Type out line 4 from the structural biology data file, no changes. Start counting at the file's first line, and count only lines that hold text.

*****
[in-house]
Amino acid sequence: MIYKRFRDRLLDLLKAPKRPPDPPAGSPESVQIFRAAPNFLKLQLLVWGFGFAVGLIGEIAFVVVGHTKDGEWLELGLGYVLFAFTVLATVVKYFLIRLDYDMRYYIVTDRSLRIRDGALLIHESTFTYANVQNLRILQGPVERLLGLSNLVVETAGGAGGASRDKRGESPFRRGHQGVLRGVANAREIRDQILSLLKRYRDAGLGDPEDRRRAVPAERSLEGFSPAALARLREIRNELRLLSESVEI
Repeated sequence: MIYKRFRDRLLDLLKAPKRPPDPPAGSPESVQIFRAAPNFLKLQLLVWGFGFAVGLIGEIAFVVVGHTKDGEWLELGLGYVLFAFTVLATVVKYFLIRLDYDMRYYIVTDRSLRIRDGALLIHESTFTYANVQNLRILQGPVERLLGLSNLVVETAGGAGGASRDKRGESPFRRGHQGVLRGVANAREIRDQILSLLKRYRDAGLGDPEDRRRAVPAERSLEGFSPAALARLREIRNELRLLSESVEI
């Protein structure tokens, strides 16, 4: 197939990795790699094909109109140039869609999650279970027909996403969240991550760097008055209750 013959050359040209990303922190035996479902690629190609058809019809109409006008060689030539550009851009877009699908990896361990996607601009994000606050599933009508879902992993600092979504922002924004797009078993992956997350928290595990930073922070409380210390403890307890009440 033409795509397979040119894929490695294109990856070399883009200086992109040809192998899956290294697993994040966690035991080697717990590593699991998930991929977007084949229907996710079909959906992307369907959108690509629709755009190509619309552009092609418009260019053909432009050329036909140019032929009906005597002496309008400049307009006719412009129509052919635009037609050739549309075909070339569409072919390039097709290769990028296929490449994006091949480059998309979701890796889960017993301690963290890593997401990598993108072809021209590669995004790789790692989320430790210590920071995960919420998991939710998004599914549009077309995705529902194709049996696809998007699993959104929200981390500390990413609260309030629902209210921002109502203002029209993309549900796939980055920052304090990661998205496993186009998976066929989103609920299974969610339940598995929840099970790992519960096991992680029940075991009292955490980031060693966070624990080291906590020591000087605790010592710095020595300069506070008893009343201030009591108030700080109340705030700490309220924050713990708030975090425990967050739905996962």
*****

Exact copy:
């Protein structure tokens, strides 16, 4: 197939990795790699094909109109140039869609999650279970027909996403969240991550760097008055209750 013959050359040209990303922190035996479902690629190609058809019809109409006008060689030539550009851009877009699908990896361990996607601009994000606050599933009508879902992993600092979504922002924004797009078993992956997350928290595990930073922070409380210390403890307890009440 033409795509397979040119894929490695294109990856070399883009200086992109040809192998899956290294697993994040966690035991080697717990590593699991998930991929977007084949229907996710079909959906992307369907959108690509629709755009190509619309552009092609418009260019053909432009050329036909140019032929009906005597002496309008400049307009006719412009129509052919635009037609050739549309075909070339569409072919390039097709290769990028296929490449994006091949480059998309979701890796889960017993301690963290890593997401990598993108072809021209590669995004790789790692989320430790210590920071995960919420998991939710998004599914549009077309995705529902194709049996696809998007699993959104929200981390500390990413609260309030629902209210921002109502203002029209993309549900796939980055920052304090990661998205496993186009998976066929989103609920299974969610339940598995929840099970790992519960096991992680029940075991009292955490980031060693966070624990080291906590020591000087605790010592710095020595300069506070008893009343201030009591108030700080109340705030700490309220924050713990708030975090425990967050739905996962």